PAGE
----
Bristol’s original graffiti artists — Reader’s Digest

Melissa Chemam
6 min readJul 19, 2021

Melissa Chemam

19 July 2021

In the 80’s, Bristol was one of the pioneering graffiti art hotspots in the world and a new exhibition pays tribute to its history


A new exhibition at the M Shed museum in Bristol sheds a light on its exciting street art scene: “Vanguard | Bristol Street Art: The evolution of a global movement”.

In the first rooms, artists and photographers have shared personal photos and archives of their work on walls during a key decade for graffiti culture: the 1980s. From then on, Bristol played a huge role in the evolution of this art movement and remains today a major hub for street art from around the world. Melissa Chemam, who wrote a book about Bristol’s main artists from the era, is taking us back in time…

Looking back 40 years later at 1981, it appears as a key year for the evolution of popular culture. Hip-hop and graffiti had taken over New York, Paris, Berlin, and were arriving in a few cities in England. Bristol was one of these new cultural hot spots.

Birthplace of pioneering sound systems and the Caribbean Carnival in St Paul’s, the city became known in the late 1970s for its underground clubs, a love of reggae and dub, and exciting music collectives. One of them, The Wild Bunch, became legendary by mixing events, breakdancing, DJ sets and an interest in DIY art. It’s not surprising that their DJs soon met with Bristol’s first graffiti writer, known as 3D, real name Robert Del Naja.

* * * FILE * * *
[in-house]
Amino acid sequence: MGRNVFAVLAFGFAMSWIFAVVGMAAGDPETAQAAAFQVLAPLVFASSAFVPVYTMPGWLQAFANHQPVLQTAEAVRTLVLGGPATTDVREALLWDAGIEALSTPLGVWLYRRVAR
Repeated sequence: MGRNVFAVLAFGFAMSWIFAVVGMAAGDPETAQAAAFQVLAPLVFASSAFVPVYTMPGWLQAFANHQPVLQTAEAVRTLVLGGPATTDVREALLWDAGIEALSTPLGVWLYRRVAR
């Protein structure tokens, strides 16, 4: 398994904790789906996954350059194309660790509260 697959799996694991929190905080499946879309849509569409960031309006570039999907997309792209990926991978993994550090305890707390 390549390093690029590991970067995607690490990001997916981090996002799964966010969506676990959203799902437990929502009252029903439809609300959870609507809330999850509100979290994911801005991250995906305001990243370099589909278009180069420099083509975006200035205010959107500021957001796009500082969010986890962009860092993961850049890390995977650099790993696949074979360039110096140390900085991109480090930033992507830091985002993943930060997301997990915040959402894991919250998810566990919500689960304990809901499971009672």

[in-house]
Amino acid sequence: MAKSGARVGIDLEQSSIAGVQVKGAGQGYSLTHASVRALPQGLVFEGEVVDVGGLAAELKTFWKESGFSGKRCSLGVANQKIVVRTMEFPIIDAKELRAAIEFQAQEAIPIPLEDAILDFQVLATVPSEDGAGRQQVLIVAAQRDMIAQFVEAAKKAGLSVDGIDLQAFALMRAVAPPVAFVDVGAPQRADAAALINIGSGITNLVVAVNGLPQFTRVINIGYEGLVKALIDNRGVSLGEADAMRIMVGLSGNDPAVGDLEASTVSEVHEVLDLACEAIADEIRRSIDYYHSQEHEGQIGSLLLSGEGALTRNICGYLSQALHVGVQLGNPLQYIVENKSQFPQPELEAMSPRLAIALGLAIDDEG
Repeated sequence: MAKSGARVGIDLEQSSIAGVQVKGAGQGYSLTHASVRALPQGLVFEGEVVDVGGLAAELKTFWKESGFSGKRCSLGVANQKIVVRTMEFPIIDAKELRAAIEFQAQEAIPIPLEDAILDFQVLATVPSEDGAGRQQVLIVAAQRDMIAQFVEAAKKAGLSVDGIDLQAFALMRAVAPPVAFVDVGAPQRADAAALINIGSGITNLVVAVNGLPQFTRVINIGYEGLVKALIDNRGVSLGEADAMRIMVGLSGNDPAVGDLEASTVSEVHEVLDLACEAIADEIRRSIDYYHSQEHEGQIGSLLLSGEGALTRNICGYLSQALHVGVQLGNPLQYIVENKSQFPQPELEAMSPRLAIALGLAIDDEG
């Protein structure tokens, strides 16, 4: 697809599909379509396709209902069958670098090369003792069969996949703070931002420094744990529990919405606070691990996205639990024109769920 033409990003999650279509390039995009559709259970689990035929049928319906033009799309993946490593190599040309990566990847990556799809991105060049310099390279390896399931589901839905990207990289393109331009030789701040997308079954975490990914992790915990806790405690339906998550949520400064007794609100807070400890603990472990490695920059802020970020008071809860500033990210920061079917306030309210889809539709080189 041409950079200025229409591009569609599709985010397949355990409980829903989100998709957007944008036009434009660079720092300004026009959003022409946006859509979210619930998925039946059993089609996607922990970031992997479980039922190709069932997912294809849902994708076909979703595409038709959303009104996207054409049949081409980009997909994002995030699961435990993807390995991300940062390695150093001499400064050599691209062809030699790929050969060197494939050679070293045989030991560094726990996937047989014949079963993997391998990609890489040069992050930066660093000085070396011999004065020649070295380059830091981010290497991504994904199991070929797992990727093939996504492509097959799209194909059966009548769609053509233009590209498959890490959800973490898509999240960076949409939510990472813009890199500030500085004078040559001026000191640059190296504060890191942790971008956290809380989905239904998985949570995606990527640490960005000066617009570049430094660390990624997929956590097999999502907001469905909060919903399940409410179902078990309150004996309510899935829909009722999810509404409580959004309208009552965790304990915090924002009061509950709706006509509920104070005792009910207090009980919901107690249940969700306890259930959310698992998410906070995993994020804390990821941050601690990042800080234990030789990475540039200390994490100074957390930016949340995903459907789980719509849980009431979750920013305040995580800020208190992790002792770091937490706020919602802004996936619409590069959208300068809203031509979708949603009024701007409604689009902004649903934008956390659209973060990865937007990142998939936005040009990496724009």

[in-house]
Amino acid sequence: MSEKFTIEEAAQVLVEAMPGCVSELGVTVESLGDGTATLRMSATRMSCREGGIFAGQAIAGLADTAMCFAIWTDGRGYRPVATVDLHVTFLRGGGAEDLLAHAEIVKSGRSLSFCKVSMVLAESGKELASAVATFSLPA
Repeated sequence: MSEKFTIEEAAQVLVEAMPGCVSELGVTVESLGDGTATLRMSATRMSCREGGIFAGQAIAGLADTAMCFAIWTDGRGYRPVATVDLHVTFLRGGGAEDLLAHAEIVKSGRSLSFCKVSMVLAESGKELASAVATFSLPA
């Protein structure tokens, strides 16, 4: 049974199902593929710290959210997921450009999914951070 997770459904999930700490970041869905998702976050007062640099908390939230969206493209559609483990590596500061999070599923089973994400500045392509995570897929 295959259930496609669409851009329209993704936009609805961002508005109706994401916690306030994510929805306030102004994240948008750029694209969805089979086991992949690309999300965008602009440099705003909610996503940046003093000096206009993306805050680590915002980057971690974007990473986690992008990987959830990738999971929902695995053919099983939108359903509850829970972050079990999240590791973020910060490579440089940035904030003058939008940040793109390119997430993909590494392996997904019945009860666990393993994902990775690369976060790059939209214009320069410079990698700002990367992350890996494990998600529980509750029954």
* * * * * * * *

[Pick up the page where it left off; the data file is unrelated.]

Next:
From 1983, Robert started spraying at night in a few part of Bristol. His first mural read “Graffiti Stylee” and Robert added three letters “D” to sign, his pseudonym came about: 3D. The rebellious teenager was into comics, electro and punk music, especially The Clash.

They inspired him to follow the footsteps of graffiti writers from New York City like Futura 2000, who worked on the band’s record sleeves. 3D’s murals got noticed and some amateur photographers started following him around to capture his work, like Andy “Beezer” Beese, whose photographs are now at the heart of the “Vanguard” exhibition , open from 26 June to 31 October 2021 in Bristol’s M Shed museum.

3D’s artwork impressed many wannabe graffiti writers in Bristol and some started working with him, like Ian Dark and his Z Boys collective, while music crews asked him to draw their flyers. The interest for his art grew; he and The Wild Bunch started squatting hubs like the Special K café and the Dug Out club.

Most Bristolians who lived through the era remember their parties as the best night outs… 3D’s reputation became so strong that Bristol’s contemporary art centre, Arnolfini, decided to organise an exhibition around the movement, “Graffiti Art”, as early as 1985.

3D also had forged connections with graffiti writers from elsewhere in England, such as Goldie in Wolverhampton, and in the USA, like Brim and Bio from the Bronx in New York, who all came to the show “Graffiti Art”. Together, they participated in graffiti competitions and were interviewed in 1986 for the film Bombin’, directed by Dick Fontaine, now iconic. Photos of that era, by Martin Jones and Henry Chalfant, are among the highlights of the “Vanguard” show, which also brings new pieces on canvas by contemporary artists such as Conor Harrington and Lucy McLauchlan.


3D’s murals like No Great Crime and The Day The Law Died had from the start a unique edge, and a political and critical feel. Arrested twice by the police, he started painting for pubs’ owners and friends, inspired by the economic recession and anti-Thatcher sentiment among Bristol’s working class. He experimented with stencils and collage, looking into the work of Andy Warhol and Jean-Michel Basquiat. In 1987, he was invited to exhibit in London.